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For a High School English project I need to make a video game about Dante going through Inferno (yes, I know there is already one). I thought that I could modify the game DOOM and make my own levels, and images for guns and such.

This is a very old game, and modifying it should not be too difficult. Does anyone have experience with this, and what tools should I go about using to do this? I am proficient in Java, Python, and C#... If that helps at all.

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    This should probably go on gamedev.SE. – Frank Apr 10 '13 at 18:25
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    What kind of high school English project is this? – deutschZuid Apr 10 '13 at 19:10
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    It's a senior class on Dante's Inferno. We have a "hell project" for a final project. We can do whatever we want. Most people are doing essays or drawings. I thought this would be fun. – Sponge Bob Apr 11 '13 at 1:02
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You need no programming experience. (And it's a good thing too, because "old" does not mean simple. "Old" often means damn complicated because they had to be very clever with limited hardware. John Carmack might as well have invented damned clever realtime game graphics programming, he's so bleeding edge. Hacking on DOOM's source code is not something to tackle in a couple of months before a June term-end deadline.)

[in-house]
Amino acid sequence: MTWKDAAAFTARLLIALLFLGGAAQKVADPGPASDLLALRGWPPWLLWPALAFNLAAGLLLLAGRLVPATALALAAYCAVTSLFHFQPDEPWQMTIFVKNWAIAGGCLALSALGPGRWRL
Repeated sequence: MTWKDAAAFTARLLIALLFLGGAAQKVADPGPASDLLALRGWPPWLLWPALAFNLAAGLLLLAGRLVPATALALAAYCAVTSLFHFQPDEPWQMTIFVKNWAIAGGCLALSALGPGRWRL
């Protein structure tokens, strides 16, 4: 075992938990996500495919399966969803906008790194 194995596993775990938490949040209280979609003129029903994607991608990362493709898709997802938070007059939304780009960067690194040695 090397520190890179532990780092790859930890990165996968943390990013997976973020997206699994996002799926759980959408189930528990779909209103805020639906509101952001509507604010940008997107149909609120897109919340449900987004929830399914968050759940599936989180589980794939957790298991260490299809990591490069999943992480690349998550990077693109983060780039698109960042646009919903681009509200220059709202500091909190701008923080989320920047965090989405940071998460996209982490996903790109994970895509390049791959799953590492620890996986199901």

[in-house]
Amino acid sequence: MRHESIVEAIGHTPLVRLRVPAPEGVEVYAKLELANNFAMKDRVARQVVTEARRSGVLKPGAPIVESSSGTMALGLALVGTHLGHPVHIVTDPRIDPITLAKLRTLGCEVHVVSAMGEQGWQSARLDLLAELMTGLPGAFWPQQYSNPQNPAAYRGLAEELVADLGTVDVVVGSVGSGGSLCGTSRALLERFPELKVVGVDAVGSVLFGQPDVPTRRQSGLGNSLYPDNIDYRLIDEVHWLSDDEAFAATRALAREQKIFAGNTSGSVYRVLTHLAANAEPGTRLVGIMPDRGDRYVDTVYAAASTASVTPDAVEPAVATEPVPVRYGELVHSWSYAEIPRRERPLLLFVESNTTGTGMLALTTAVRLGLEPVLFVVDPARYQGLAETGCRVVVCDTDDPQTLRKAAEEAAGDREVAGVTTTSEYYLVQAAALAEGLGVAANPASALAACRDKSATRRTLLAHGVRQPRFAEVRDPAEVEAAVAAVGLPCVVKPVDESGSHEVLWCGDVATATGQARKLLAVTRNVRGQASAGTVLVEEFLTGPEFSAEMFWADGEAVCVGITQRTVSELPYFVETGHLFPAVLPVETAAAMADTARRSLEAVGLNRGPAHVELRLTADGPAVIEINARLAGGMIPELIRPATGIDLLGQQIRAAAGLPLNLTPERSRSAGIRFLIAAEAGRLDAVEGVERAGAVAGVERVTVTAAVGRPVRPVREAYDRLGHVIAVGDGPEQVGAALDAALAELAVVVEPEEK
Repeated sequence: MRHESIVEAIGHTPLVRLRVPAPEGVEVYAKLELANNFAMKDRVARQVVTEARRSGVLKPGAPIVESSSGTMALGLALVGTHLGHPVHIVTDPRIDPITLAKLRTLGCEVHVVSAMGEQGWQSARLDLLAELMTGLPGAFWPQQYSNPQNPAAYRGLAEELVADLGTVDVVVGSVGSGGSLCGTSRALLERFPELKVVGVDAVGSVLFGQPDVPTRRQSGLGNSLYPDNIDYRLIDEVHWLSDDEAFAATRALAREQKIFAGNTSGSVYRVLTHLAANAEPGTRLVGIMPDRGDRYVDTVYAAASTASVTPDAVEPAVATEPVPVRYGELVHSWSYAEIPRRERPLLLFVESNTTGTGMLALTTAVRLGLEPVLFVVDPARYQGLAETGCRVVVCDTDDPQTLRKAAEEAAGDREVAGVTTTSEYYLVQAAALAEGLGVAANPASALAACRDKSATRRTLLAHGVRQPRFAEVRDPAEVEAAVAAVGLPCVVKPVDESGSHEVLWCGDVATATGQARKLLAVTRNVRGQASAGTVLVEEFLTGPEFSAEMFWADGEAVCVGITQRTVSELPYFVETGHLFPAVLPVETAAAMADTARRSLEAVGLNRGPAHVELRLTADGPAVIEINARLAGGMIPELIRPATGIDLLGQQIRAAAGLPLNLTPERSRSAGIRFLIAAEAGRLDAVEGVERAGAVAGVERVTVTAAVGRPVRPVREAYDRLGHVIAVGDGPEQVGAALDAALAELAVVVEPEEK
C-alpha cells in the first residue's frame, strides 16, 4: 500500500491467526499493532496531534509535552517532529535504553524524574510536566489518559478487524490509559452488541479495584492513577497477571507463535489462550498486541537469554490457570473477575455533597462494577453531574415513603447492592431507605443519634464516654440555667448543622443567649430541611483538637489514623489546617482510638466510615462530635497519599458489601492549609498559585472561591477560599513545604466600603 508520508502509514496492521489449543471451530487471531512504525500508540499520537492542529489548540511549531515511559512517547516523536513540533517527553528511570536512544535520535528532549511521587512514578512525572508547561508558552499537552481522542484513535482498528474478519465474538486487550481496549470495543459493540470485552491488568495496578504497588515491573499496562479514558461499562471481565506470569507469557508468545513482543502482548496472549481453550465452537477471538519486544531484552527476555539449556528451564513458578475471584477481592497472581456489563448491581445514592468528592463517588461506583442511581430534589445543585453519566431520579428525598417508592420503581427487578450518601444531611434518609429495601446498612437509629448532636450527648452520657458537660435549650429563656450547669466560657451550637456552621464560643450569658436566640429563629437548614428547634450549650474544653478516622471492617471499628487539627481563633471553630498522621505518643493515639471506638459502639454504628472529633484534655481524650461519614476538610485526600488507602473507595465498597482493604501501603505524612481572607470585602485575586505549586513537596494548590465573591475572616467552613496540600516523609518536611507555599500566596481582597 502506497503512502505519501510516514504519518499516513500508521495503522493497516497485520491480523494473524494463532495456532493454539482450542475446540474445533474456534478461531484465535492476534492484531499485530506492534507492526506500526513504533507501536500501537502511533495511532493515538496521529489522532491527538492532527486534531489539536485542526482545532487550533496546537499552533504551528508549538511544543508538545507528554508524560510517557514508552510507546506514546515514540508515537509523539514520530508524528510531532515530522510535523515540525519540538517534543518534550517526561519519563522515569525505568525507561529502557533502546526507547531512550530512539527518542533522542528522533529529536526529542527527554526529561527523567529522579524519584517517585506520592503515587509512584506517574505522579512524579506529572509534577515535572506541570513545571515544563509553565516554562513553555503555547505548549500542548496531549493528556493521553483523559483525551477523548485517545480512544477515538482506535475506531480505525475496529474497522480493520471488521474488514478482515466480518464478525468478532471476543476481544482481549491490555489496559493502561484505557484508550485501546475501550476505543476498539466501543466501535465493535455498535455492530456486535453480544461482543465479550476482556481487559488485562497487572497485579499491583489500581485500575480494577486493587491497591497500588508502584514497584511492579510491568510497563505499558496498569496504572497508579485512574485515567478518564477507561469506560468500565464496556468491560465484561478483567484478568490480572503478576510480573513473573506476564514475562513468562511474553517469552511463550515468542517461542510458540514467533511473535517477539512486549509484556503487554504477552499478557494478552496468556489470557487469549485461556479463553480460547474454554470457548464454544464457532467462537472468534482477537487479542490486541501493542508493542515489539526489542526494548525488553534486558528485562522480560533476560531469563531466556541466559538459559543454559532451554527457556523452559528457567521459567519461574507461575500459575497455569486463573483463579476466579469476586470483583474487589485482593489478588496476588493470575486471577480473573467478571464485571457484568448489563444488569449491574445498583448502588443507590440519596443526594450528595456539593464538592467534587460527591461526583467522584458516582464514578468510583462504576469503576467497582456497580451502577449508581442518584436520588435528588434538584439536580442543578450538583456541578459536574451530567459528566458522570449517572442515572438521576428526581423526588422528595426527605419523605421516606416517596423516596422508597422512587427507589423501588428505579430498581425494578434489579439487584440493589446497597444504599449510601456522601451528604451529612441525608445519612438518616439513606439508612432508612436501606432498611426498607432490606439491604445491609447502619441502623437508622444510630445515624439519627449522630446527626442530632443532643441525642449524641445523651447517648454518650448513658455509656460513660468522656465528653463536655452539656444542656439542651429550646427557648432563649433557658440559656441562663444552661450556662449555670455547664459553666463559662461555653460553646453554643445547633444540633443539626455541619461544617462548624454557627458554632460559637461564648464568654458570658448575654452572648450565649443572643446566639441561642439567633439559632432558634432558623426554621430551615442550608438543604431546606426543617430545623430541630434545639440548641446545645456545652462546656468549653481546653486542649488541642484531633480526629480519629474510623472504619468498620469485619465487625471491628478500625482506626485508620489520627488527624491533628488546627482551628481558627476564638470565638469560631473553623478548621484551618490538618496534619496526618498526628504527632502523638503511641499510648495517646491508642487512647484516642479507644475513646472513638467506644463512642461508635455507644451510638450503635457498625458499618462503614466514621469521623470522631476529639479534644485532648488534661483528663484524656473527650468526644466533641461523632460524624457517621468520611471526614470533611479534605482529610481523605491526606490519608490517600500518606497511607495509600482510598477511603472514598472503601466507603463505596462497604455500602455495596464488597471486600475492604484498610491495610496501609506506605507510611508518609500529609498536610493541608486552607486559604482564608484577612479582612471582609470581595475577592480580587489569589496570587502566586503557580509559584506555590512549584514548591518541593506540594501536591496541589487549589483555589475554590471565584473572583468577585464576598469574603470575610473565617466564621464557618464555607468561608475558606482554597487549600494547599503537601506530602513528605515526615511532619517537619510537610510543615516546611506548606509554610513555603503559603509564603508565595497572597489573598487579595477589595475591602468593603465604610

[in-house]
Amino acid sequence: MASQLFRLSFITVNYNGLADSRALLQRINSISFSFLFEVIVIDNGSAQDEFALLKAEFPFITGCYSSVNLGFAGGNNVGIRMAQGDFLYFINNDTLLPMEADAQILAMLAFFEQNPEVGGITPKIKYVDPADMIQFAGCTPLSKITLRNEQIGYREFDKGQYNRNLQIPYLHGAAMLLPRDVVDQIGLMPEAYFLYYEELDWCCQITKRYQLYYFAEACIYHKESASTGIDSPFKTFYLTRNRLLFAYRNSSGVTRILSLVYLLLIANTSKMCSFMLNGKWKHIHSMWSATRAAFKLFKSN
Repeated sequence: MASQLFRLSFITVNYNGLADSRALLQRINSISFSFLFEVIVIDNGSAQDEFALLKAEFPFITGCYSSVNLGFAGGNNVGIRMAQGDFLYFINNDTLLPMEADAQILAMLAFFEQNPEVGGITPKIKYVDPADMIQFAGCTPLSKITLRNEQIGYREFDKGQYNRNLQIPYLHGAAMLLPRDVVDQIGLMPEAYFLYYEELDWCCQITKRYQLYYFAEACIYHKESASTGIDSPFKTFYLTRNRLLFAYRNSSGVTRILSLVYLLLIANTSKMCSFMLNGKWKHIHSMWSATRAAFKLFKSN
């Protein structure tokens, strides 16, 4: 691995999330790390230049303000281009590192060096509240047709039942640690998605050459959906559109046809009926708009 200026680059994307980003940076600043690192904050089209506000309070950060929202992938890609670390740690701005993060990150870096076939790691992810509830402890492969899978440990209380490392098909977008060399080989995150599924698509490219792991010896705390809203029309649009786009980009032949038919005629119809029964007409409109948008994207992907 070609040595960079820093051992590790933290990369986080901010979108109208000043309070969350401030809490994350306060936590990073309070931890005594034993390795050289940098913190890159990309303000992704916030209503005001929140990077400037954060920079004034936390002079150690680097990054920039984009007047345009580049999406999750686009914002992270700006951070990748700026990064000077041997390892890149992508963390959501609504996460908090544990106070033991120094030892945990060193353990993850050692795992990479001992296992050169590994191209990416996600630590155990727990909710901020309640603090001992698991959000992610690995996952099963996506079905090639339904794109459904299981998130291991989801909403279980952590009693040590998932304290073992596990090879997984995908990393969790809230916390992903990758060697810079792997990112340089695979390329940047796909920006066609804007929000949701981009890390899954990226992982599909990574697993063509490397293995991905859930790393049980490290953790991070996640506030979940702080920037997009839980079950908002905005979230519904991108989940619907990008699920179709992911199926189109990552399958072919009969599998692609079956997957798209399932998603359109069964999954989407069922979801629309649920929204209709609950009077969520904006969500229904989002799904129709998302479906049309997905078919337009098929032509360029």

DOOM has had level editors and art resource extractors/packers since DOOM was young. Now that the DOOM engine is open source and there are a million and one source ports with varying degrees of modern features, there's even more demand for level editors and resource tools than ever.

The best place to start is Doomworld's list of editors and utilities. Get yourself a source port of DOOM that you're happy working on and has the features you need, grab a level editor, grab a graphics/music/sound WAD editor, and start learning how to use them. This (old) guide is a helpful place to start learning basic concepts you'll need. Of particular use is its table of "I want to change this → Do this" instructions and list of common level-design bugs and how to fix them.

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    Seconding the comments about John Carmack as bleeding edge programming genius meaning that old does not mean simple. I know that makes this comment kinda useless, but it seems like a better way to add emphasis to the point of this answer than bolding anything. – Crowbeak Apr 12 '13 at 1:30
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To edit monsters and textures of Doom, use SLADE. With that program, you can replace all of them easily.

To make new levels, use CodeImp's Doom Builder. Perfectly convenient stuff.

If you have technical difficulties, ask on the Doomworld Forums.

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